Don’t Condemn Lata & Asha

In a Bengali film magazine, Anandlok, a Bangla-knowing Mahrashtrian reader wrote a letter to the editor that the accusations of Lata Mangeshkar and Asha Bhonsle usurping other female singers' songs are rather baseless. Not that the reader is a Maharashtrian, I'm also of the same view that Lata and Asha, especially Lata, always drew flak on this count. Granted, both the sisters have been hardcore professionals, but there's no gainsaying the fact that their singing abilities can never be called into question. Barring, Suman Kalyanpur, who had a similar voice like that of Lata, no other female singer could ever hold a candle to Lata and Asha.

Just have a look at the quality and range of the voices of even Noorjehan, Shamshad Begum, Mubarak Begum, Geeta Dutt and Vani Jayram et al. Noorjehan was no match, no patch, when it comes to the depth and tonal quality of her younger contemporary Lata. Her two songs, 'Awaaz de kahaan hai' and the other one with Rafi ' Yahaan badla wafa ka bewafai ke bina kya hai' (Jugnu, 1947) sound very humdrum, whereas Lata's song 'Aayega aane wala' (Mahal, 1949) or 'Hawa mein udta jaye mera laal dupatta' or 'chup-chup khade ho zaroor koi baat hai' are still heard because of their haunting appeal even after several decades. Some critics are of the opinion that Lata and her 'cohorts' systematically marginalised Geeta Roy Dutt.

Well, Geeta had a quality voice with an impish appeal, but even Geeta had very many flaws in her voice and rendition. Her Bengali accent was always an impediment. Her pitch was low and her voice was fit for a particular genre. Ghazal wasn't Geeta's metier. Her sense of music was very much cultivated and thanks to Guru Dutt and Rafi's recommendations, she got to sing a number of songs.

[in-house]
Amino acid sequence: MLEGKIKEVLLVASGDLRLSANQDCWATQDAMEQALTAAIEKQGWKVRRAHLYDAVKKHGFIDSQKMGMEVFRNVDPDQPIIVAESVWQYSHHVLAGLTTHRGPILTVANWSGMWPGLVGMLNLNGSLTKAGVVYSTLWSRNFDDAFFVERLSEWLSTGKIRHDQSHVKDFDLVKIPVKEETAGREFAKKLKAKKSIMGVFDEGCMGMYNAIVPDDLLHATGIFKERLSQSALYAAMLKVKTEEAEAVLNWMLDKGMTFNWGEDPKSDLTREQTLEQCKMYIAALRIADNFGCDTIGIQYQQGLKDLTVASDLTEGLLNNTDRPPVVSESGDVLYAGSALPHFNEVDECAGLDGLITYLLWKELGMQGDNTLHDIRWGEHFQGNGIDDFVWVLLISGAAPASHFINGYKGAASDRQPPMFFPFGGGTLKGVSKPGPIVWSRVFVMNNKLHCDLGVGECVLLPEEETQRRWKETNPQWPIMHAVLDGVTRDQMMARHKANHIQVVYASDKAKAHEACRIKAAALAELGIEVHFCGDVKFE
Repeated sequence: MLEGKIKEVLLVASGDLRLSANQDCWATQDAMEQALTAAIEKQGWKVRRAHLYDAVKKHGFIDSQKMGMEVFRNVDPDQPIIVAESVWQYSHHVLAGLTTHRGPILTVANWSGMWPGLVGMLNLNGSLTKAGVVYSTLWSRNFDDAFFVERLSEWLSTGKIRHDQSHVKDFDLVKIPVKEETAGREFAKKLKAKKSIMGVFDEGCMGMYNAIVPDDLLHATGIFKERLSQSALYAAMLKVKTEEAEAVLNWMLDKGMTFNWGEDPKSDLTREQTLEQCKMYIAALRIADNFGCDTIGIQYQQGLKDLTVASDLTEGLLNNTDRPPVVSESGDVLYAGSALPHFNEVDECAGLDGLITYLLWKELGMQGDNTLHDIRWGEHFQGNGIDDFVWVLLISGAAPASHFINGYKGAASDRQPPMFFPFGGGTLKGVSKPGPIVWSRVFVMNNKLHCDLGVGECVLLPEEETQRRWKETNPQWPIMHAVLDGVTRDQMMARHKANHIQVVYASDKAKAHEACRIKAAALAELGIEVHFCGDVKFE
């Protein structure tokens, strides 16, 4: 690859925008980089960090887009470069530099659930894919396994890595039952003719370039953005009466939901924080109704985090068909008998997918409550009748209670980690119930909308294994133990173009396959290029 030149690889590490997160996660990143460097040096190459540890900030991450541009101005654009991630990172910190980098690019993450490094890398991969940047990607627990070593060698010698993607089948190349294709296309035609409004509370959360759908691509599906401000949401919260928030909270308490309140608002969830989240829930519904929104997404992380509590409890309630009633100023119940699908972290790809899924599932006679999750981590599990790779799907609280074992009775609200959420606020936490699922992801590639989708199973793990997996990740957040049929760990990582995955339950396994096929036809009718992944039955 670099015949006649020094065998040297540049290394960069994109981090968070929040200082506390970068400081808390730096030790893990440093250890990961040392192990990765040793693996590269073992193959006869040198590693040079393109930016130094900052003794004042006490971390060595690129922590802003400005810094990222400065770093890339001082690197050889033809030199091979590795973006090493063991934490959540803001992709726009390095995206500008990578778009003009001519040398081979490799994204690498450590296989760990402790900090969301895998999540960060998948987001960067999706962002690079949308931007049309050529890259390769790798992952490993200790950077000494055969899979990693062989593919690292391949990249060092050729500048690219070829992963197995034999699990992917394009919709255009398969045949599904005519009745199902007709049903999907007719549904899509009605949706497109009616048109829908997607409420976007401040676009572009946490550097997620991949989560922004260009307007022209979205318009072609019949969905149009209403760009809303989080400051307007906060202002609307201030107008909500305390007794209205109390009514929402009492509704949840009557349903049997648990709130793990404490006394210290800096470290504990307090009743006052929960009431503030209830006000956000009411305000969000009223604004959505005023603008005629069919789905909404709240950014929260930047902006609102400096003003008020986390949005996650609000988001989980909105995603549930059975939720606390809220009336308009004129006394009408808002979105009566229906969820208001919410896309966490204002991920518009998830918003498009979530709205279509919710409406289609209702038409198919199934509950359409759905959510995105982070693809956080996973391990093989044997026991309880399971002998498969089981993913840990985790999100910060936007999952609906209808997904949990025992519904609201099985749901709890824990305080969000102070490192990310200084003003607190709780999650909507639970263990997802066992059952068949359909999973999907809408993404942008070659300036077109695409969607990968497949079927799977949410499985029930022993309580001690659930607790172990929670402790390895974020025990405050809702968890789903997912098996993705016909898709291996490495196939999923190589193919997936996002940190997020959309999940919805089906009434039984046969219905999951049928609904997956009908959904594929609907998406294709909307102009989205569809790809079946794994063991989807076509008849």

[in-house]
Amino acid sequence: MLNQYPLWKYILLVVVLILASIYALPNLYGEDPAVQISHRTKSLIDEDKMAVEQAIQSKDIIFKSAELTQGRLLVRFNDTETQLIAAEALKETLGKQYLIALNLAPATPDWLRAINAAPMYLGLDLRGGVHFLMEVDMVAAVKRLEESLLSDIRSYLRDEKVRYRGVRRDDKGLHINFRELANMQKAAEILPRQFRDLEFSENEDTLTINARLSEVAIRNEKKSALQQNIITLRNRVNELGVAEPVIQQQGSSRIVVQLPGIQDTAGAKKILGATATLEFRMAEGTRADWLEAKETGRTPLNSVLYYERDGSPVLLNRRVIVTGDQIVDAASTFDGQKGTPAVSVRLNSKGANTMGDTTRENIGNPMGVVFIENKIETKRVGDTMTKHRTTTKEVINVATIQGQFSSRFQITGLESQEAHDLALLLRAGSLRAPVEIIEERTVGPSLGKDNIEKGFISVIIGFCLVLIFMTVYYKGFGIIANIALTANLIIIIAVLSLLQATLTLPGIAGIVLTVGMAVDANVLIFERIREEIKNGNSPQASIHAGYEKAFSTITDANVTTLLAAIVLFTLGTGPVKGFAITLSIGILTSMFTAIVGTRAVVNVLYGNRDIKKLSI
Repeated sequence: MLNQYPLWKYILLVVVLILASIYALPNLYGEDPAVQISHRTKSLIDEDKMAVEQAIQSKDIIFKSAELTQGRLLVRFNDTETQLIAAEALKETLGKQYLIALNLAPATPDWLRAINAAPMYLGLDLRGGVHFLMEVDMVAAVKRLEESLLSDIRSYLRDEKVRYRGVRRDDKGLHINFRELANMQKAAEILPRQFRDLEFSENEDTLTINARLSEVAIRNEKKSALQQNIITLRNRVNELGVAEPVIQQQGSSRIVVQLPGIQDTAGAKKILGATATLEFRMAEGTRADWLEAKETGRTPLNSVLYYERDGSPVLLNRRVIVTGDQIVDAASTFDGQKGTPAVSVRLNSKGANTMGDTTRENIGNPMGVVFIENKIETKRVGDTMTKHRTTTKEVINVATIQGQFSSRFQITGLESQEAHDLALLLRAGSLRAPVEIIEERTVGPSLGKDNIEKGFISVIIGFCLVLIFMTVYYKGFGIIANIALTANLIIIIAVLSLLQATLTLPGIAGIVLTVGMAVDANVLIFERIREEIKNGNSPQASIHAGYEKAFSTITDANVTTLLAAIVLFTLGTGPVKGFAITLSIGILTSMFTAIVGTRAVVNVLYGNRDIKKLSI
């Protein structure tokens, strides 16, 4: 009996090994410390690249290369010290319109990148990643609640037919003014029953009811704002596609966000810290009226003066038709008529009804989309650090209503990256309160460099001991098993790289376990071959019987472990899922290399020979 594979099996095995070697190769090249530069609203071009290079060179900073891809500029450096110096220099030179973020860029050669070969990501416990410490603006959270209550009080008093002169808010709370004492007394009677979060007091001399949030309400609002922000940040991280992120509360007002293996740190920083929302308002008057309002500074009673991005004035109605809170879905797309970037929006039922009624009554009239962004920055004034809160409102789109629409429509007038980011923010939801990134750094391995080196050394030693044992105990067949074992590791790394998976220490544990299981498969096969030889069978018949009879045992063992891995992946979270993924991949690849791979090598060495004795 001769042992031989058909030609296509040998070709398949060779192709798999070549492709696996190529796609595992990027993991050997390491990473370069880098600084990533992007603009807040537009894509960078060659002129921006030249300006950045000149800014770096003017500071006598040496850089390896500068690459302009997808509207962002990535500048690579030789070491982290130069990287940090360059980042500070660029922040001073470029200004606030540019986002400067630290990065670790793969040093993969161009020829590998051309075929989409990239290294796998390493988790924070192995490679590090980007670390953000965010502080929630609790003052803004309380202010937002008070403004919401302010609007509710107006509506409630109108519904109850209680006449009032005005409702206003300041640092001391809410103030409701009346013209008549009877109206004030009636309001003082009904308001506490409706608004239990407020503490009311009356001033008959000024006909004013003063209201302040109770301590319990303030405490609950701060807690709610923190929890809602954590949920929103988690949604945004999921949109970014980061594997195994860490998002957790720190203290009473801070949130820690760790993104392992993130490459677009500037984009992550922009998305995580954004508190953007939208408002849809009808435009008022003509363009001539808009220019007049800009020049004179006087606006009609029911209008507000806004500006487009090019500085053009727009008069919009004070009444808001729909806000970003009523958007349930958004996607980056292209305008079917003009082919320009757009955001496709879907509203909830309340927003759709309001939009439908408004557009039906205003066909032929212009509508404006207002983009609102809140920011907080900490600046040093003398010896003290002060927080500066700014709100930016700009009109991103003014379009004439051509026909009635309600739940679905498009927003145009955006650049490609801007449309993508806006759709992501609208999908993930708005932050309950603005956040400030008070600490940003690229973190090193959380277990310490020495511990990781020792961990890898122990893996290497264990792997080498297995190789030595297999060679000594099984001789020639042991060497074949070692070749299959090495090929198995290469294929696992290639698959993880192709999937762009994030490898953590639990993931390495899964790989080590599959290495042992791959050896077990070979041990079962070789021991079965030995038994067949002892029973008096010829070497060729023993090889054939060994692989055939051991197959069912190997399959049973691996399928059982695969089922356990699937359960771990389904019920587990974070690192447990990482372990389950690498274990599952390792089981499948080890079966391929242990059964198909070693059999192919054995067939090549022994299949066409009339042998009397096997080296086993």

Lata never actually criticised Geeta Dutt. Neither did she ever prevent her from singing. Very few people know that even Geeta's brother Kanu Roy didn't have much faith in his sister's rendition of slow and lilting numbers and he gave opportunity to Asha in Avishkar and Anubhav. Why didn't Geeta Roy sing 'Ta-thai ta-ta thai..' (Anubhav, 1970) and  'Naina hain pyase mere' (Avishkar, 1974, Rajesh-Sharmila)? Some ethnocentric Bengali amateur 'critics' like Hemanti Banerjee and Sudhanshu Mukherjee would shout from the rooftops that Geeta was deprived by Lata and Asha, but the reality is different. Same can be said about Mubarak Begum, who curses Lata and Asha as she's living in abject penury in a chawl (shanty) in Bombay.

 What's been the lady's contribution? Apart from 'Mujhko Apne Gale laga lo' (Humrahi),  'Kabhi tanhaiyon mein' (Humari yaad aayegi, Tanuja and Ashok Sharma, 1960) or 'Neend ud jaye teri', can you remember any other song sung by her? Yes, Suman Kalyanpur was a deserving singer but when an already deserving singer (read Lata) with same, even greater, timbre was there, why should anyone else opt for the second best? Shamshad had no ability to carry a solo song on her own. She succeeded because of her pairing with one and only Muhammad Rafi.

There was a penetrative shrill quality in her voice that was fit for qawwali. Vani Jayram or Sudha Malhotra were never of any class. They just sang and faded into oblivion. Lata and Asha didn't have to get them ousted. It's very easy to condemn a person, you feel jealous of. But we forget that some are born talented and no one can challenge their supremacy. Lastly, if Lata had any rival, it was her sister Asha and vice versa.

 All other female singers in the history of Hindi film music have been footnotes to these two stalwarts. Theirs have been the classic case of more sinned against than sinning like William Shakespeare's Jews in 'Merchant Of Venice'.       
                                                                                                                                                                            ----Sumit Paul